Hopefully the theme of the series is becoming clearer. Remember if you figure it out, you can submit an entry to win a Swarovski STS Spotting Scope. All entries for the Swarovski STS spotting scope need to be emailed to digiscoping@birdchick.com and must include the answer, your first and last name, mailing address and phone number (in case I need to contact you regarding shipping). For more details about this contest, please visit the BirdChick’s web site.

ps — you may be interested to learn that the rabbits in this episode are stars in their own right. Sharon used to write Disapproving Rabbits blog which is worth checking out, even if it’s no longer active: http://www.disapprovingrabbits.com/

Katrina van Grouw & Unfeathered Friends featured on BBC Springwatch Unsprung

Sorry for the poor quality of this video, but it’s worth watching!

For more of Katrina’s Unfeathered Birds, please visit our slideshow of images from her book:

Capture

And if you wish to see Katrina’s art in person, you might like to attend this exhibition of her drawings at Buckinghamshire County Museum through September 27, 2014.

bookjacket

The Unfeathered Bird
Katrina van Grouw

Third Place for the 2013 BB/BTO Best Bird Book of the Year, British Birds and the British Trust for Ornithology
Honorable Mention for the 2013 PROSE Award in Biological Sciences, Association of American Publishers

Hardcover | 2013 | $49.95 / £34.95 | ISBN: 9780691151342

New Birds & Natural History Catalog!

Be among the first to browse and download our new birds and natural history catalog!

Of particular interest is The Warbler Guide by Tom Stephenson and Scott Whittle. Warblers are among the most challenging birds to identify. They exhibit an array of seasonal plumages and have distinctive yet oft-confused calls and songs. The Warbler Guide enables you to quickly identify any of the 56 species of warblers in the United States and Canada. This groundbreaking guide features more than 1,000 stunning color photos, extensive species accounts with multiple viewing angles, and an entirely new system of vocalization analysis that helps you distinguish songs and calls.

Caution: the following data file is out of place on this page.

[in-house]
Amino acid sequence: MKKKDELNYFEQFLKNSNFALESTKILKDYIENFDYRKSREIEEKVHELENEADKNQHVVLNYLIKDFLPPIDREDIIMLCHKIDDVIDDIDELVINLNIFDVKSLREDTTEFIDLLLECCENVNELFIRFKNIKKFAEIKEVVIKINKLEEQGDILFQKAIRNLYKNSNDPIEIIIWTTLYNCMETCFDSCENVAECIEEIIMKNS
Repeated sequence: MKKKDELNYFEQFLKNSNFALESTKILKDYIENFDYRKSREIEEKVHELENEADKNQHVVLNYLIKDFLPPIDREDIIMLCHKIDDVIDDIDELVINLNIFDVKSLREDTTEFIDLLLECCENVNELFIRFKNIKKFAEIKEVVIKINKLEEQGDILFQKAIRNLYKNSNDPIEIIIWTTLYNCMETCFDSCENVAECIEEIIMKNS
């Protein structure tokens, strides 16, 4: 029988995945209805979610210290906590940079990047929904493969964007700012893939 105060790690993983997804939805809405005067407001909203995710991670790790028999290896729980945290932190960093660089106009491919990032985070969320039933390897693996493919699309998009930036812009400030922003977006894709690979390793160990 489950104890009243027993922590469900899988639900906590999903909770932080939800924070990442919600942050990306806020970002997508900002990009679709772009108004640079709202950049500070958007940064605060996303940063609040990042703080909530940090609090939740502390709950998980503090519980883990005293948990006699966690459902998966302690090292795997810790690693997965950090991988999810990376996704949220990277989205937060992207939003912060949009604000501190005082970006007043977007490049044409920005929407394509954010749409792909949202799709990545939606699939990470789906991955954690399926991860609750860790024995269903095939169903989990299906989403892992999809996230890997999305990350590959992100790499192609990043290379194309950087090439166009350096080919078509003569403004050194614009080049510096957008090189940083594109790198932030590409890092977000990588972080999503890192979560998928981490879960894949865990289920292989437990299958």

Also be sure to note Rare Birds of North America by Steve N. G. Howell, Ian Lewington, and Will Russell. This is the first comprehensive illustrated guide to the vagrant birds that occur throughout the United States and Canada. Featuring 275 stunning color plates, this book covers 262 species originating from three very different regions—the Old World, the New World tropics, and the world’s oceans.

And don’t miss out on our forthcoming BirdGenie™ app. BirdGenie is a remarkable app that enables anyone with a supported Apple® or Android® smartphone or tablet to identify birds in the backyard, at the local park, or on the nature trail—all with the tap of a button! It’s like Shazam® for nature—just hold up your phone, record the bird singing, and BirdGenie tells you what bird it is!

More of our leading titles in birds and natural history can be found in the catalog. You may also sign up with ease to be notified of forthcoming titles at http://press.princeton.edu/subscribe/. (Your e-mail address will remain confidential!)

Quick Questions for Peter and Rosemary Grant

Grant and Grant_ In Search ofPeter R. Grant and B. Rosemary Grant are both emeritus professors in the Department of Ecology and Evolutionary Biology at Princeton University. They are the co-authors of How and Why Species Multiply: The Radiation of Darwin’s Finches and co-editors of In Search of the Causes of Evolution: From Field Observations to Mechanisms (both Princeton).